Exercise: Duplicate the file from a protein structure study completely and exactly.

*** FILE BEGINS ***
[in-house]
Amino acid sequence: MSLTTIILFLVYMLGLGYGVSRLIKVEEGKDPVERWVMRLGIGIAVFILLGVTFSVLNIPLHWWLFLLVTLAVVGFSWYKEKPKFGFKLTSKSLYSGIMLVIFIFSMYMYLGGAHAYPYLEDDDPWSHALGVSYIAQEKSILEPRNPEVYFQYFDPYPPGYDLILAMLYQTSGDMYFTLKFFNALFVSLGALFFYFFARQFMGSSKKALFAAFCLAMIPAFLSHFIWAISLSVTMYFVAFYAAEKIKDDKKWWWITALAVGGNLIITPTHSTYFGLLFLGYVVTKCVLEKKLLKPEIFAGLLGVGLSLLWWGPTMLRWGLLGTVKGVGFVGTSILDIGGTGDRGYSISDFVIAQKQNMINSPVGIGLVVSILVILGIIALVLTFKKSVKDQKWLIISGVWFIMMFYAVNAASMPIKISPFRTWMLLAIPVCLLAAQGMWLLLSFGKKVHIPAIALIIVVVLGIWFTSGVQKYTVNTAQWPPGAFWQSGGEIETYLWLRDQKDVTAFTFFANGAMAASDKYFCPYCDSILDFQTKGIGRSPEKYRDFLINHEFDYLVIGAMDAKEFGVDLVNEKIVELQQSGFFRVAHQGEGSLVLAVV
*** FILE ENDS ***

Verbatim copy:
[in-house]
Amino acid sequence: MSLTTIILFLVYMLGLGYGVSRLIKVEEGKDPVERWVMRLGIGIAVFILLGVTFSVLNIPLHWWLFLLVTLAVVGFSWYKEKPKFGFKLTSKSLYSGIMLVIFIFSMYMYLGGAHAYPYLEDDDPWSHALGVSYIAQEKSILEPRNPEVYFQYFDPYPPGYDLILAMLYQTSGDMYFTLKFFNALFVSLGALFFYFFARQFMGSSKKALFAAFCLAMIPAFLSHFIWAISLSVTMYFVAFYAAEKIKDDKKWWWITALAVGGNLIITPTHSTYFGLLFLGYVVTKCVLEKKLLKPEIFAGLLGVGLSLLWWGPTMLRWGLLGTVKGVGFVGTSILDIGGTGDRGYSISDFVIAQKQNMINSPVGIGLVVSILVILGIIALVLTFKKSVKDQKWLIISGVWFIMMFYAVNAASMPIKISPFRTWMLLAIPVCLLAAQGMWLLLSFGKKVHIPAIALIIVVVLGIWFTSGVQKYTVNTAQWPPGAFWQSGGEIETYLWLRDQKDVTAFTFFANGAMAASDKYFCPYCDSILDFQTKGIGRSPEKYRDFLINHEFDYLVIGAMDAKEFGVDLVNEKIVELQQSGFFRVAHQGEGSLVLAVV